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Indonesia/People and Projects

Protecting new lives after the tsunami
(23 July 2007)
The most effective way of reducing death during childbirth is having a skilled attendant present, such as a professionally trained midwife, at every birth.
Although problems at birth are unpredictable, most can be treated. If no one is present at the birth complications cannot be detected and often go without treatment, putting the lives of the mother and newborn at risk.

The 2004 tsunami that struck Aceh, Indonesia, destroyed many health centres and hospitals killed thousands of health workers. However, women and children continue to need basic medical care every day and midwives have an important role of delivering new life and new hope.

Saved by the nightshift

On the morning of the tsunami, Elizar, a midwife from Lambaro Skep village in Banda Aceh, was not at home with her family. She had been working a nightshift at a health clinic in the highlands of Montasik village and had taken her youngest son with her the evening before.

Looking back now she can hardly believe that this decision saved her life and that of her eight-month-old baby, Iza.
After the disaster Elizar attended sessions run by Islamic Relief for midwives to help them overcome the trauma they had experienced. The sessions also provided professional support so that they could return to work.

Elizar was one of 300 women to receive health training from Islamic Relief and now works as a midwife at Islamic Relief’s Neuheun Pustu community health centre in Aceh Besar and actively promotes mother and child health care.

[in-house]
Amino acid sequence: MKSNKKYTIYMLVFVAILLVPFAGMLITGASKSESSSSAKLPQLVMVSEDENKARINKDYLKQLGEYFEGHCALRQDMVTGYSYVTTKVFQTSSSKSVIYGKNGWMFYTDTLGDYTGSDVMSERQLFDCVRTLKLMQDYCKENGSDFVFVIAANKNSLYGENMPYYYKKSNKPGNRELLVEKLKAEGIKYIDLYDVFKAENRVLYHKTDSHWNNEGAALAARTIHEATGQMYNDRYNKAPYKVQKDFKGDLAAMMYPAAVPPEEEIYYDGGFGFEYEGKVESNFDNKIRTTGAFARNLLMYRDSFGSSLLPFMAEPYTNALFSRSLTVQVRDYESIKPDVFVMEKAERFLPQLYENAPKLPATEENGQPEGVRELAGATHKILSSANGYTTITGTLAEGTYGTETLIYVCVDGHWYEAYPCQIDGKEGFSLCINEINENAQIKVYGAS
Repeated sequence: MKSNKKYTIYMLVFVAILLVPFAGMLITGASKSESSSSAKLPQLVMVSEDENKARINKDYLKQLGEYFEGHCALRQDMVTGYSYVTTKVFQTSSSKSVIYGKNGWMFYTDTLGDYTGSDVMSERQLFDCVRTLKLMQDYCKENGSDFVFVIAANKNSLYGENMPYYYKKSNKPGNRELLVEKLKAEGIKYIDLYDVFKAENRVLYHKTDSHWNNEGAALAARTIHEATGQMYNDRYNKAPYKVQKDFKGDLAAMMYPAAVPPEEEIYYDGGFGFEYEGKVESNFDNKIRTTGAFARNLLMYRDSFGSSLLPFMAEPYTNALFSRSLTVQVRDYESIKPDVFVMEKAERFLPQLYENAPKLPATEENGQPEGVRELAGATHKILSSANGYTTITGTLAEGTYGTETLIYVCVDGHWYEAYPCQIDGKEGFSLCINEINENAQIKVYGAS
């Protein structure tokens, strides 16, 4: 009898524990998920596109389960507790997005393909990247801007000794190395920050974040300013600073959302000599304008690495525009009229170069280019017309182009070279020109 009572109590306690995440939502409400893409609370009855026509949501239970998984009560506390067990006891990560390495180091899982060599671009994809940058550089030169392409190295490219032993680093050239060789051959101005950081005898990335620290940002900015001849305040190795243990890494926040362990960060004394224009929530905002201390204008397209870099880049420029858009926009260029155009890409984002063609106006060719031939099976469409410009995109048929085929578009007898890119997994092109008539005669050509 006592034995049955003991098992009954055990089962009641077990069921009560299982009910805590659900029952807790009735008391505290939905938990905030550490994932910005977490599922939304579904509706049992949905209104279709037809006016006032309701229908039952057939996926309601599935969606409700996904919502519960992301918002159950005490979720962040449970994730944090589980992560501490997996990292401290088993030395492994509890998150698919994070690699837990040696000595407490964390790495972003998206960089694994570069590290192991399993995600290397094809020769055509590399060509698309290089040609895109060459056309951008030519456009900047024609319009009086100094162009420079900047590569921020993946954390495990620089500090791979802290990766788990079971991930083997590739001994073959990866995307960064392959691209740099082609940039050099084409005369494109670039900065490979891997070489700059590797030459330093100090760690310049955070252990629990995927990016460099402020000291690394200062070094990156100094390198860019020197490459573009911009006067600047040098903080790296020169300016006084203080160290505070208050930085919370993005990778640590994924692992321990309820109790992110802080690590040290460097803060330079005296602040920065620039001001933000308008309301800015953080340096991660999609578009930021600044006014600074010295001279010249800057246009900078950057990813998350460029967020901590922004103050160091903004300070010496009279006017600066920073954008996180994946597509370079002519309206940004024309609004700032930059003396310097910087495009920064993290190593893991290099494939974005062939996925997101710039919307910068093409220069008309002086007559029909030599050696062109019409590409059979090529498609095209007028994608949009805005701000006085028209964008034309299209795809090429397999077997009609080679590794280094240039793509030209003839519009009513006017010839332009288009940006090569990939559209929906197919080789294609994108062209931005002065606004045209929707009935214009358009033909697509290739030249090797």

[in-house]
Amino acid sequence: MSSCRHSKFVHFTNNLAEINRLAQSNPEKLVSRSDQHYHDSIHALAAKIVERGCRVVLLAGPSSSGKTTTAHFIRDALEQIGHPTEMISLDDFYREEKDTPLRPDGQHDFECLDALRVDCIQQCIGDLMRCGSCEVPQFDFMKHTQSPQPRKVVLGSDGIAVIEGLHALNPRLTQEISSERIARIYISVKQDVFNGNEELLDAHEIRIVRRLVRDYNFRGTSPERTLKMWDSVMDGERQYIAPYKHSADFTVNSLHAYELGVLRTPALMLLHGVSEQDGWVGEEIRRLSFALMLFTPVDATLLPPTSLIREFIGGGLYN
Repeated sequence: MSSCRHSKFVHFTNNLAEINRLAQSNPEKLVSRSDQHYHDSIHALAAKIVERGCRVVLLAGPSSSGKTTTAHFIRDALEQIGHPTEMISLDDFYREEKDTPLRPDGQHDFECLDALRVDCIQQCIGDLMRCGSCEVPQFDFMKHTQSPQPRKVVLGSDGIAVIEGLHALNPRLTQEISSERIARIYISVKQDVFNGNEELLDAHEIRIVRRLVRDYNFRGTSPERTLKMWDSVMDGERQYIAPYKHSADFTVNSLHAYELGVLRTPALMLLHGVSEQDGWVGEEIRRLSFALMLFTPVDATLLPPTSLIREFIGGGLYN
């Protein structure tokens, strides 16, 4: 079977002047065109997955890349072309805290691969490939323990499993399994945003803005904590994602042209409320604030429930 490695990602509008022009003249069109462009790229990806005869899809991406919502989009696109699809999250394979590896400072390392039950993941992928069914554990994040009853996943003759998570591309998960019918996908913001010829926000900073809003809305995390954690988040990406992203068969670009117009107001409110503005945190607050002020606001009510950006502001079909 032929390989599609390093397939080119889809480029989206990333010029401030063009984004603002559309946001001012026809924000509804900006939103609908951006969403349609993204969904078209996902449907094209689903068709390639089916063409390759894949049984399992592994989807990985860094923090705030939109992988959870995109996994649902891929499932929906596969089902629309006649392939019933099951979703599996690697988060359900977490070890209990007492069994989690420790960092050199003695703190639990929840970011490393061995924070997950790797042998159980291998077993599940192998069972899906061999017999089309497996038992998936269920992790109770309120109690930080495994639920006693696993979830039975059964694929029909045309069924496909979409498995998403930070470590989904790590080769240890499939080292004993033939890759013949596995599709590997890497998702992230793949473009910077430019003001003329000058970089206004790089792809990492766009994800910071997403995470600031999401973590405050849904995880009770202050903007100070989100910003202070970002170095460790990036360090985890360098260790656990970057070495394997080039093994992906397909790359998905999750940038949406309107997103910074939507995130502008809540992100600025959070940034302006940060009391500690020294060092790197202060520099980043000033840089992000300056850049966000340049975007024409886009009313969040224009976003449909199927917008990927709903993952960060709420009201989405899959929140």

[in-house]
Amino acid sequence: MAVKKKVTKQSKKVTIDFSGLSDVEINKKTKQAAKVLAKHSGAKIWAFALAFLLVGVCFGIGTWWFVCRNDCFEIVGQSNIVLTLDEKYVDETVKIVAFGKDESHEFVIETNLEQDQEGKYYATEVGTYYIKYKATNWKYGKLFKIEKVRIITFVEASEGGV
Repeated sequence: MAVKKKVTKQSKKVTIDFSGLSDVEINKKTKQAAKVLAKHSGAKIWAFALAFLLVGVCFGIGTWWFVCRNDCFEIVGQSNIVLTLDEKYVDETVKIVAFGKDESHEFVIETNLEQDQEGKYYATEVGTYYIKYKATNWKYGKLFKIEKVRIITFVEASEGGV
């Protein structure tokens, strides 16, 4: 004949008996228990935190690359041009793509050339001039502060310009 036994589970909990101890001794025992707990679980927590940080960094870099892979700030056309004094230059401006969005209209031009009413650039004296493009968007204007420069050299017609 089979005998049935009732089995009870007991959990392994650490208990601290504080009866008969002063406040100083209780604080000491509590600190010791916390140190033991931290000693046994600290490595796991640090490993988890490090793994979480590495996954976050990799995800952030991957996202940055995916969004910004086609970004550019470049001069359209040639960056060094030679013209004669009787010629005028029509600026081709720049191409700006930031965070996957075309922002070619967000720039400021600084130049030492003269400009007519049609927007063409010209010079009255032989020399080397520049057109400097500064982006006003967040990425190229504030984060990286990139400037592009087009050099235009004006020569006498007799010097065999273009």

New clinics and village health centres

Over the past two years, Islamic Relief has constructed 19 health clinics and is currently building eight more. Seven of these clinics provide specialist health care services for pregnant women, new mothers and young children, including services such as pre and post natal care, reproductive health education, vaccinations and nutritional advice.

Islamic Relief has also constructed seven ‘Posyandus’ in Aceh Besar and Aceh Jaya which provide community-based mother and child health care for around 50 people every month.

Posyandus, or Community Health Posts, are village health centres that open once a month for health checks, pregnancy and child growth monitoring and health education. These services are provided by a visiting midwife and mothers from the community who have been trained in maternal health and child development.

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